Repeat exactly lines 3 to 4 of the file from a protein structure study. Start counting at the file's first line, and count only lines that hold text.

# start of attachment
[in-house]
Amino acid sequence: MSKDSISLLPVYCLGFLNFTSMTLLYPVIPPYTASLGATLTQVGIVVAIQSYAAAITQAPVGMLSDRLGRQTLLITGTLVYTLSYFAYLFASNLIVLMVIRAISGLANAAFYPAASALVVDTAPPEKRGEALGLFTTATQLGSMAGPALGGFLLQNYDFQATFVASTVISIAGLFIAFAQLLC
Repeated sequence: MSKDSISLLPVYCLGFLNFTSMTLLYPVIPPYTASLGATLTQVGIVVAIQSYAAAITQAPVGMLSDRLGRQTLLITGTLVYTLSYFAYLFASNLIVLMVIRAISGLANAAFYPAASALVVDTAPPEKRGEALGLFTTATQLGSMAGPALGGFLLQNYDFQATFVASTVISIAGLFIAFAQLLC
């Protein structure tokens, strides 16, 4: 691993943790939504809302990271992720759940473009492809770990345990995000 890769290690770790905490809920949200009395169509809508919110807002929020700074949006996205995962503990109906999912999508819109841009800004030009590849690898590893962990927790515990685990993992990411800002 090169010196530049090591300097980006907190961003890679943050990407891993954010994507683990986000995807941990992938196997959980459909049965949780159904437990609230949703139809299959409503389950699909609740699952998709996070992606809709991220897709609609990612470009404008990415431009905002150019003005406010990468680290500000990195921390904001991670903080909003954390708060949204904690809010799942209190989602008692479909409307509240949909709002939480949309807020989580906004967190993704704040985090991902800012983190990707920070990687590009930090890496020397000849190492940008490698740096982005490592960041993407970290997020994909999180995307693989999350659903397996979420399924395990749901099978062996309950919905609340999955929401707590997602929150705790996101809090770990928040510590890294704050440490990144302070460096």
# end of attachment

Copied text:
Repeated sequence: MSKDSISLLPVYCLGFLNFTSMTLLYPVIPPYTASLGATLTQVGIVVAIQSYAAAITQAPVGMLSDRLGRQTLLITGTLVYTLSYFAYLFASNLIVLMVIRAISGLANAAFYPAASALVVDTAPPEKRGEALGLFTTATQLGSMAGPALGGFLLQNYDFQATFVASTVISIAGLFIAFAQLLC
């Protein structure tokens, strides 16, 4: 691993943790939504809302990271992720759940473009492809770990345990995000 890769290690770790905490809920949200009395169509809508919110807002929020700074949006996205995962503990109906999912999508819109841009800004030009590849690898590893962990927790515990685990993992990411800002 090169010196530049090591300097980006907190961003890679943050990407891993954010994507683990986000995807941990992938196997959980459909049965949780159904437990609230949703139809299959409503389950699909609740699952998709996070992606809709991220897709609609990612470009404008990415431009905002150019003005406010990468680290500000990195921390904001991670903080909003954390708060949204904690809010799942209190989602008692479909409307509240949909709002939480949309807020989580906004967190993704704040985090991902800012983190990707920070990687590009930090890496020397000849190492940008490698740096982005490592960041993407970290997020994909999180995307693989999350659903397996979420399924395990749901099978062996309950919905609340999955929401707590997602929150705790996101809090770990928040510590890294704050440490990144302070460096």